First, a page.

Several European recruitment verticals have joined together to complain to the European Union’s competition commissioner about anti-competitive behaviour.
Reuters reports that 23 job search websites have signed a letter to the commissioner Margrethe Vestager, which will be sent today. The petition asks the EU to stop Google for Jobs from operating while the situation is investigated.
The recruitment verticals claim that anti-competitive behaviour has seen them lose users and profits. They said including generic links to competing services on its European jobs widget was not enough to ensure “equal treatment.” Global recruitment leader Indeed — who didn’t format its website to be part of Google’s tool — is not one of the signatories.
Companies who have signed the letter include British site Best Jobs Online and German websites Intermedia and JobIndex. Reuters reports that Berlin-based StepStone GmbH — which operates 30 job websites globally — has submitted a formal complaint against Google.
Like other leading recruitment websites, Google’s job tool links to jobs advertised by many employers. This allows candidates to filter, save and receive job alerts about new positions. Candidates then apply separately.
Google’s job app includes a prominent widget at the top of search results for certain, common job search terms. The complainants claim this is in breach of competition laws because Google is using its dominance to bring users to specialized search terms, bypassing the traditional marketing costs and processes that competitors have to follow.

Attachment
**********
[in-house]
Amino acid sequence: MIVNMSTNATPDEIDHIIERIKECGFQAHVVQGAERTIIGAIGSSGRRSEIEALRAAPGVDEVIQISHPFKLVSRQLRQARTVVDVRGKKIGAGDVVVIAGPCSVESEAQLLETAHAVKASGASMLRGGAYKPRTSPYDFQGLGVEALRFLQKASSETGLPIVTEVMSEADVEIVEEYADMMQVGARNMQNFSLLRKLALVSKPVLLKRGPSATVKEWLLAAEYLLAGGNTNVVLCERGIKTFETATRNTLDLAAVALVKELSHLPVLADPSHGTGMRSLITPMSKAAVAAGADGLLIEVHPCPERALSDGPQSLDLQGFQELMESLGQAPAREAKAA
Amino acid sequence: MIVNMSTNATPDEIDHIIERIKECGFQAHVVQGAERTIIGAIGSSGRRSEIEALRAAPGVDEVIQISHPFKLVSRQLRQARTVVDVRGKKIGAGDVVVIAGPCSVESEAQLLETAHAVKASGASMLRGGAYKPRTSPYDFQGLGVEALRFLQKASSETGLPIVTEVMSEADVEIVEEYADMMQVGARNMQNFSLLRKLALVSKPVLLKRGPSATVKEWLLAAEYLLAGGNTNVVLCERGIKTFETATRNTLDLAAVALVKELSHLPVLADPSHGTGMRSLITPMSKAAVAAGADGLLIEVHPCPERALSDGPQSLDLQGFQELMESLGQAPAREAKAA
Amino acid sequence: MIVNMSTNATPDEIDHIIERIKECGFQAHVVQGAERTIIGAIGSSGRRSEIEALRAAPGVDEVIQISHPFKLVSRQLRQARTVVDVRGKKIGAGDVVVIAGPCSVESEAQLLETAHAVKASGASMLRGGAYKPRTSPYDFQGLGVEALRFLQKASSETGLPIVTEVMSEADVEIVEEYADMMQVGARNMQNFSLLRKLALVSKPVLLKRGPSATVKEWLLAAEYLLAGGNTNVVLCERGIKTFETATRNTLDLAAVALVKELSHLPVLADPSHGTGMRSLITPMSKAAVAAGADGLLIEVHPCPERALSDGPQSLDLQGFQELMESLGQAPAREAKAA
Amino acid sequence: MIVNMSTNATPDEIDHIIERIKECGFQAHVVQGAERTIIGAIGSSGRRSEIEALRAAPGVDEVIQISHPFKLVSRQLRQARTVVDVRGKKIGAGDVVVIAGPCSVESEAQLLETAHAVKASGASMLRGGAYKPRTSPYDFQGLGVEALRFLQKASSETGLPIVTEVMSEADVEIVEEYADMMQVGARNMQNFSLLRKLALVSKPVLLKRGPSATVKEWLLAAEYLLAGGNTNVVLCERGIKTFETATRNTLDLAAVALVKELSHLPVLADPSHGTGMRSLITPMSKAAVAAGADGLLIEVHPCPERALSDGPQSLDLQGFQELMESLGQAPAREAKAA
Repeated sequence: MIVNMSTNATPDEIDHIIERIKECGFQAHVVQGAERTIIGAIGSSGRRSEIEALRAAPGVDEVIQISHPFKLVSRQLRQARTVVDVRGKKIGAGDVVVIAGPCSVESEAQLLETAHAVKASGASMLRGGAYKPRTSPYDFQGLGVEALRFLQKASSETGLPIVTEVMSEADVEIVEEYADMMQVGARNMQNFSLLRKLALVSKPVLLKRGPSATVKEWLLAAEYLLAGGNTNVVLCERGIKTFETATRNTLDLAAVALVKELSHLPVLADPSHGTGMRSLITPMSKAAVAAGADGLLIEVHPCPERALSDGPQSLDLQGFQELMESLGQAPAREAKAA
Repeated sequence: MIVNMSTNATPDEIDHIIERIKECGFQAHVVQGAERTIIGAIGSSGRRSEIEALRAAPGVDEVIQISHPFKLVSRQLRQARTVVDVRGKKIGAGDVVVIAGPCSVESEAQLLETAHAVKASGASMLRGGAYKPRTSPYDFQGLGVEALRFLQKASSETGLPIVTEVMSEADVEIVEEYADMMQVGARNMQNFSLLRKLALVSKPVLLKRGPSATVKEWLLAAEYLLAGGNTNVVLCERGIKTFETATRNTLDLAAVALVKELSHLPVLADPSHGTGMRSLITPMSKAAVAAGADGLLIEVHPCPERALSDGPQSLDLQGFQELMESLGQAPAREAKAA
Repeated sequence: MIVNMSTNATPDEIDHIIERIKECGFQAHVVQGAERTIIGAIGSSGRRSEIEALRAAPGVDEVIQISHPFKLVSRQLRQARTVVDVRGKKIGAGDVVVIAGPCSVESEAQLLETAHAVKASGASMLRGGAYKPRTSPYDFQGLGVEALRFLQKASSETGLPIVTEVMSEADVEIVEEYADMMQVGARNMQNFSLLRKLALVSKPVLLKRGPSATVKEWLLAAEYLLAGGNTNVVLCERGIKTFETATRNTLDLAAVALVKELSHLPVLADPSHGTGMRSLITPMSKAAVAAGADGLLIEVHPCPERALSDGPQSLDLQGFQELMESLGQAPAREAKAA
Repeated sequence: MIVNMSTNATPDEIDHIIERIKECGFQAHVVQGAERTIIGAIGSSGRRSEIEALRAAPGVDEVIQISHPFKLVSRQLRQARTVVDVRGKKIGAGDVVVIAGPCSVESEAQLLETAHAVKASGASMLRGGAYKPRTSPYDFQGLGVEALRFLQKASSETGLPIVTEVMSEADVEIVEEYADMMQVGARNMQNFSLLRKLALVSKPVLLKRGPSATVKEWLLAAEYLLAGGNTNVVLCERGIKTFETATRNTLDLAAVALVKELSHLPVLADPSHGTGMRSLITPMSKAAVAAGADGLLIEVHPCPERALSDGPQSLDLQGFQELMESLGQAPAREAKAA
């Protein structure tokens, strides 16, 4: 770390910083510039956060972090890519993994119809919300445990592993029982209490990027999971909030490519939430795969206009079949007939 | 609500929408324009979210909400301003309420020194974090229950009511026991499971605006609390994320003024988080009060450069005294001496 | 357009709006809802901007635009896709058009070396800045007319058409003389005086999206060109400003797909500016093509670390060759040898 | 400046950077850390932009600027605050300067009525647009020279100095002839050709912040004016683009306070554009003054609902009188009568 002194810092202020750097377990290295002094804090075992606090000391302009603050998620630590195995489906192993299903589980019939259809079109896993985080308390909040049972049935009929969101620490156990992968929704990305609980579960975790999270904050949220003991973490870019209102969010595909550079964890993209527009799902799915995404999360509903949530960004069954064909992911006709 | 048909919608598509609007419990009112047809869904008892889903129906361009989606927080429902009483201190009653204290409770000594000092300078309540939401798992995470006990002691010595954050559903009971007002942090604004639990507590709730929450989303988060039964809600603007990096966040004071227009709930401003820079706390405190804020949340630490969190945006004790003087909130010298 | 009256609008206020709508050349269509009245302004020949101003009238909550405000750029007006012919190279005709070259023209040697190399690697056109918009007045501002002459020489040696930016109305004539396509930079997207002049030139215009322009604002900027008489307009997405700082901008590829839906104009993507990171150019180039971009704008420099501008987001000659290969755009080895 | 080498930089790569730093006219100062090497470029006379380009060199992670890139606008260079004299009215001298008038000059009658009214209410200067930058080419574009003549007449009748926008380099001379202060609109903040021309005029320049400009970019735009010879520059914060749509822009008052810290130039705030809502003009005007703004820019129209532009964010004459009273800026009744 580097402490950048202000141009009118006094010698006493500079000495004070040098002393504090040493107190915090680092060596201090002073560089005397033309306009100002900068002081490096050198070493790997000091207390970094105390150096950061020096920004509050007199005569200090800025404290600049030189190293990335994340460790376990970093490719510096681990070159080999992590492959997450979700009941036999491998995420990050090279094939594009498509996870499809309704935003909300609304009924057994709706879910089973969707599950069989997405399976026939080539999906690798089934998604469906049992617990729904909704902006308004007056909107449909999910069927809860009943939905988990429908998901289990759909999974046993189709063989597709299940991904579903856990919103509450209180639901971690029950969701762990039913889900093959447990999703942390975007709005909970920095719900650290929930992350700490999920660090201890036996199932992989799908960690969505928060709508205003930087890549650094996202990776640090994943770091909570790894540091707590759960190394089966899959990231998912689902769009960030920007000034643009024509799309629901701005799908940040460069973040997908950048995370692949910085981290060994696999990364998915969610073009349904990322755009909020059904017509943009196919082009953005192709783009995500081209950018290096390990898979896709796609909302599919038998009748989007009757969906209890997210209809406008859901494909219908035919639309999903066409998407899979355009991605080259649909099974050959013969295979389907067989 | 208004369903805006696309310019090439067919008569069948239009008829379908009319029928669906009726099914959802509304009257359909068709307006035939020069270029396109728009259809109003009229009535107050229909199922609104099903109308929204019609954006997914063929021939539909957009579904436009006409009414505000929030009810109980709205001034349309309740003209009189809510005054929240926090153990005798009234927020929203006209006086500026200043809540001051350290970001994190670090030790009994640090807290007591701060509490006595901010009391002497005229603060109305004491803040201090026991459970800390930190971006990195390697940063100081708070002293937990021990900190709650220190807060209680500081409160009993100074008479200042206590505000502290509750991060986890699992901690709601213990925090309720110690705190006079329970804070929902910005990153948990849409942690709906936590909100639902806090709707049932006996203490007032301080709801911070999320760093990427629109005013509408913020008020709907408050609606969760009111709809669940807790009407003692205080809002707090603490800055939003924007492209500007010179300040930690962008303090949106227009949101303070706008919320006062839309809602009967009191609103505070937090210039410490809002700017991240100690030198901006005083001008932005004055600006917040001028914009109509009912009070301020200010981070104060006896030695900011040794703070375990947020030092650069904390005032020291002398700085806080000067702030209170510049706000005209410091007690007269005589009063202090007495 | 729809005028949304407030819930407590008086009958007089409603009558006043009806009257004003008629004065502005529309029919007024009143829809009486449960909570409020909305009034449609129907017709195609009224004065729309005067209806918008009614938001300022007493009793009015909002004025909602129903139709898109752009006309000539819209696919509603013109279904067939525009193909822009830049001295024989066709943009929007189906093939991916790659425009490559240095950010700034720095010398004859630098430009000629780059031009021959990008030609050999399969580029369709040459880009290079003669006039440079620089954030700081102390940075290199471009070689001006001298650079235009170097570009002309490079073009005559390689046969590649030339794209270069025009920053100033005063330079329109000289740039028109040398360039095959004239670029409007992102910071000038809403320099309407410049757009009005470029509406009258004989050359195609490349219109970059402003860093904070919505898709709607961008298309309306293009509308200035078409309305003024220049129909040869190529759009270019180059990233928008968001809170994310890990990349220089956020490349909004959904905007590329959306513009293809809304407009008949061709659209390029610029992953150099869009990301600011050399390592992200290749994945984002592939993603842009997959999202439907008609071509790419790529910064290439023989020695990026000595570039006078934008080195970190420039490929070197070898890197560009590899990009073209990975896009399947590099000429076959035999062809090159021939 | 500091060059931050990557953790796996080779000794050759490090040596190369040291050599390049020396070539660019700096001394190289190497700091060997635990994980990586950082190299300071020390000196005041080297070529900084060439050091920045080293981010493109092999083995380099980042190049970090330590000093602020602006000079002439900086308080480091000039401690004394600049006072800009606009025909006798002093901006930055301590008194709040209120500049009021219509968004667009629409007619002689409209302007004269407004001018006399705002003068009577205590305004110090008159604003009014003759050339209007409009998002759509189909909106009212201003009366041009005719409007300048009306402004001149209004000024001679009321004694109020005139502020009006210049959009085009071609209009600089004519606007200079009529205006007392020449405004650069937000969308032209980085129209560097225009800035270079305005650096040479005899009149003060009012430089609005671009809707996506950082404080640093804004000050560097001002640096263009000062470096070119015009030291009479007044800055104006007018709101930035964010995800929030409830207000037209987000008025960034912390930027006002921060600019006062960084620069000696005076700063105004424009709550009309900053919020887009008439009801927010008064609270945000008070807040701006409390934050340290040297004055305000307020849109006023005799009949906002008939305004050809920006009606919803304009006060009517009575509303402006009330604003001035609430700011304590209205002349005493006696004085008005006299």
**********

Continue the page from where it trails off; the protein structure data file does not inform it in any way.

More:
Google is expected to sell adverts in its jobs app, which will generate billions of dollars of revenue. This will also reduce the ability of other search engines to fill Google’s results.
Google said that its app addresses previous antitrust complains by allowing rival search engines to be involved and, in Europe, includes a feature that gives rivals prominence. Only jobs from websites that follow its posting guidelines are accepted, however. Many leading recruitment sites have conformed. They include job sites owned by Axel Springer who is concerned that handing over data could lead to Google bypassing them entirely.
“Any provider — from individual employers to job listing platforms — can utilize this feature in search, and many of them have seen a significant increase in the number of job applications they receive,” senior product manager for Google search Nick Zakrasek said in a statement.
The complaint comes as European anti-trust regulators are working out how to regulate global technology giants. Google provides online publishers with search traffic, so there are some benefits for recruitment sites.
“By improving the search experience for jobs, we’re able to deliver more traffic to sites across the web and support a healthy job search ecosystem,” Zakrasek said.
Google has been able to fend off other regulatory demands in other online sectors — like business and travel search — over the last decade or so.